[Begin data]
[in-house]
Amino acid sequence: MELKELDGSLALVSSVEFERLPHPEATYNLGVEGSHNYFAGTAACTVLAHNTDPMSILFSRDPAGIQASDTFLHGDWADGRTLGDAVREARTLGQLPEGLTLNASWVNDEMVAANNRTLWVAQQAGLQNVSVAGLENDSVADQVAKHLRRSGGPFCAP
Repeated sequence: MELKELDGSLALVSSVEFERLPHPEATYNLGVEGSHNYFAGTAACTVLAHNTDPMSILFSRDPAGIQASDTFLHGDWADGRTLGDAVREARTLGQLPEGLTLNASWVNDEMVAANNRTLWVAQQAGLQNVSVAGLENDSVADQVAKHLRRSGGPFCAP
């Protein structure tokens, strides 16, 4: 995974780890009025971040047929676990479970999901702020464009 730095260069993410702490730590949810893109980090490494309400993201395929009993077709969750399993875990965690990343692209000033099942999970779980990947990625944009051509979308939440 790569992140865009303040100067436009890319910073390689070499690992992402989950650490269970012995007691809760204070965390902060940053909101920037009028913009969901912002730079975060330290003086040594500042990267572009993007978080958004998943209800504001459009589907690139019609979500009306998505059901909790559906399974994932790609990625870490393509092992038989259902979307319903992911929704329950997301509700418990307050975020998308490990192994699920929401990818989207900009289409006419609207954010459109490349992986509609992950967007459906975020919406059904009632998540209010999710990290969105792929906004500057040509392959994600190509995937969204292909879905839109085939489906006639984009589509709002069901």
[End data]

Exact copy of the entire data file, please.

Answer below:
[in-house]
Amino acid sequence: MELKELDGSLALVSSVEFERLPHPEATYNLGVEGSHNYFAGTAACTVLAHNTDPMSILFSRDPAGIQASDTFLHGDWADGRTLGDAVREARTLGQLPEGLTLNASWVNDEMVAANNRTLWVAQQAGLQNVSVAGLENDSVADQVAKHLRRSGGPFCAP
Repeated sequence: MELKELDGSLALVSSVEFERLPHPEATYNLGVEGSHNYFAGTAACTVLAHNTDPMSILFSRDPAGIQASDTFLHGDWADGRTLGDAVREARTLGQLPEGLTLNASWVNDEMVAANNRTLWVAQQAGLQNVSVAGLENDSVADQVAKHLRRSGGPFCAP
């Protein structure tokens, strides 16, 4: 995974780890009025971040047929676990479970999901702020464009 730095260069993410702490730590949810893109980090490494309400993201395929009993077709969750399993875990965690990343692209000033099942999970779980990947990625944009051509979308939440 790569992140865009303040100067436009890319910073390689070499690992992402989950650490269970012995007691809760204070965390902060940053909101920037009028913009969901912002730079975060330290003086040594500042990267572009993007978080958004998943209800504001459009589907690139019609979500009306998505059901909790559906399974994932790609990625870490393509092992038989259902979307319903992911929704329950997301509700418990307050975020998308490990192994699920929401990818989207900009289409006419609207954010459109490349992986509609992950967007459906975020919406059904009632998540209010999710990290969105792929906004500057040509392959994600190509995937969204292909879905839109085939489906006639984009589509709002069901």